But there I was, hoping to see him anyway. What badly constructed object did that make me?
I ask, “Why does she, Maggie that is, call your neighbor ‘The Mosquito Nanny’?”
Josh looks a little startled, then wipes off his buttery hands. “That wading pool, they leave standing water in it. We were always concerned it was a hazard.”
I register “We.” Maggie’s still all over him, a filmy residue.
Josh says, “Also, Merguez—she’s the woman in the swimsuit—”
“‘Merguez’ like the sausage?”
Josh nods. “Hey, have you ever been to that Tunisian place on McAllister with the amazing merguez?” When I shake my head, he says, “Anyway, Merguez the woman, not the sausage, has a tattoo of a mosquito.” With his elbow, he turns on the faucet to rinse his hands. He dries them, then daintily taps his chest, his fingers still greasy looking. “Right above her nipple.”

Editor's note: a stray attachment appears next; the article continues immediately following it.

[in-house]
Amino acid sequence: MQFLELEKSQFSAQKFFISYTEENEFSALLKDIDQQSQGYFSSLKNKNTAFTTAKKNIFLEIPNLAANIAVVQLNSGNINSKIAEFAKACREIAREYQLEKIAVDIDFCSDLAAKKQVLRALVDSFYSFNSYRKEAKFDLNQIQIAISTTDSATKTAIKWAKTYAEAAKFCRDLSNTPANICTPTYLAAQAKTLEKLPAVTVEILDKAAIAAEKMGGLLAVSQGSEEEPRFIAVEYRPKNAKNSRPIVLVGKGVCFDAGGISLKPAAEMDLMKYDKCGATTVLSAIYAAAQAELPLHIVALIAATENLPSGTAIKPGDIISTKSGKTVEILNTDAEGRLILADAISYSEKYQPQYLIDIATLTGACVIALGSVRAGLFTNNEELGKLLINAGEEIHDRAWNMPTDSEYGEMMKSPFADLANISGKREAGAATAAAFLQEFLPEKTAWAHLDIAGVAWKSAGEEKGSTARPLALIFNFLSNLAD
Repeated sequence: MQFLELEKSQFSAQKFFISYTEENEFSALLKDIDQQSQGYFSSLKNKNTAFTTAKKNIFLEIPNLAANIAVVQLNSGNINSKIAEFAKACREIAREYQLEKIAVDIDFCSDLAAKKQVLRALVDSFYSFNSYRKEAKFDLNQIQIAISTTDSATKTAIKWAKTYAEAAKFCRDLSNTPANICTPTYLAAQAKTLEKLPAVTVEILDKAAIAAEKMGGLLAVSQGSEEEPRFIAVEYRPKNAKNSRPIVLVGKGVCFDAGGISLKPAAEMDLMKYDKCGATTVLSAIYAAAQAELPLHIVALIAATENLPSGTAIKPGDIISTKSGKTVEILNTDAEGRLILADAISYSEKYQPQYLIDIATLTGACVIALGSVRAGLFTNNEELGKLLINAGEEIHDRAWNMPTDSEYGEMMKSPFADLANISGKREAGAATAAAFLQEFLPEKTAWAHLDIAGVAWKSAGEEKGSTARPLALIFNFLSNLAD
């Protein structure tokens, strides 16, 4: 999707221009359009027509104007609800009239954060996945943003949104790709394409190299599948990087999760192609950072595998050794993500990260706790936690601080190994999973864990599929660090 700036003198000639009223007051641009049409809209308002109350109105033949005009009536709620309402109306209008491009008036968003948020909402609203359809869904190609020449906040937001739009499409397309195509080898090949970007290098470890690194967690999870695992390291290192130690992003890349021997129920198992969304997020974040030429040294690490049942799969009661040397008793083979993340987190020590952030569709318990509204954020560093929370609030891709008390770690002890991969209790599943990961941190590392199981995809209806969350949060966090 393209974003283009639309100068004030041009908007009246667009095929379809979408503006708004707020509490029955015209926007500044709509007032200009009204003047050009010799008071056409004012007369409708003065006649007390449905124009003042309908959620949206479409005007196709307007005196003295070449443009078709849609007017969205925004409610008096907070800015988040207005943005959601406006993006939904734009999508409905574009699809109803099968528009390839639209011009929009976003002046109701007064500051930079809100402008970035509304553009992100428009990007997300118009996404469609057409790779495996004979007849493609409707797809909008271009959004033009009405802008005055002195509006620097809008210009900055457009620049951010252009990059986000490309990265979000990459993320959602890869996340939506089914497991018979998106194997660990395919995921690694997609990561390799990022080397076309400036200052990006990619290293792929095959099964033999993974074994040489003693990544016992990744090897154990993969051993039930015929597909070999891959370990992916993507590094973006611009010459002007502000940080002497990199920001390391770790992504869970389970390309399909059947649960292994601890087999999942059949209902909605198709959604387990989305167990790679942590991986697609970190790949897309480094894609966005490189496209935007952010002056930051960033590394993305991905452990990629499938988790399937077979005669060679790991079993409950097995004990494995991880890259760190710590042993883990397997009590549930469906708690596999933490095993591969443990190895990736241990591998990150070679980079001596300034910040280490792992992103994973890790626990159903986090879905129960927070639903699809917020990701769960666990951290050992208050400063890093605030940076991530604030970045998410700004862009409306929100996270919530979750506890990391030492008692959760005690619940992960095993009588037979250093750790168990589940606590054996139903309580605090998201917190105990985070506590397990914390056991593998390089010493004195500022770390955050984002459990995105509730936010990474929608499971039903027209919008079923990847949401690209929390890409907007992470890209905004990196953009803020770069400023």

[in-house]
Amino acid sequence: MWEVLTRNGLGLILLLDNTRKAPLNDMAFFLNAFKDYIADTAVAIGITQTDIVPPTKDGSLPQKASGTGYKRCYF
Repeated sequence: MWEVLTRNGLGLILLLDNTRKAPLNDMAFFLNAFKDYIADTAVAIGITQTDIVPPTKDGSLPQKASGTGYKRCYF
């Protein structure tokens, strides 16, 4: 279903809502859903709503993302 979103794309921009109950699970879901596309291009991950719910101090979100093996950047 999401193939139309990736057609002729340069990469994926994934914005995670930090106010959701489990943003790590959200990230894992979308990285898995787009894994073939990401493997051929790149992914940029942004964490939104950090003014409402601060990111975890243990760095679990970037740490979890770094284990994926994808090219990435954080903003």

“And the answer to the natural follow-up question?” I say.
Josh grins. Points to a window in the house opposite, where a small, red four-legged figurine sits. Is it a horse? A dog maybe? A year ago, with my super-vision, I would have been able to see its eyeballs; now I can’t even identify what kind of creature it is.
“Merguez’s bathroom,” he says. “She never pulls down that blind.”
“Still, I don’t see how you could see from this far. Is the mosquito the size of a fist? Mosquito on steroids?”
Josh pulls open a drawer. Between a stack of tea towels and a box of plastic wrap are binoculars. “Don’t look at me. I swear I’ve never used them, not even when Maggie told me I had to see that mosquito.”
“Wait,” I say, “Does Maggie still live here?”
I never was any good at dating, so it figures the first guy I meet after Danny would be in some weird purgatory with his ex. I look around the kitchen for more evidence of her.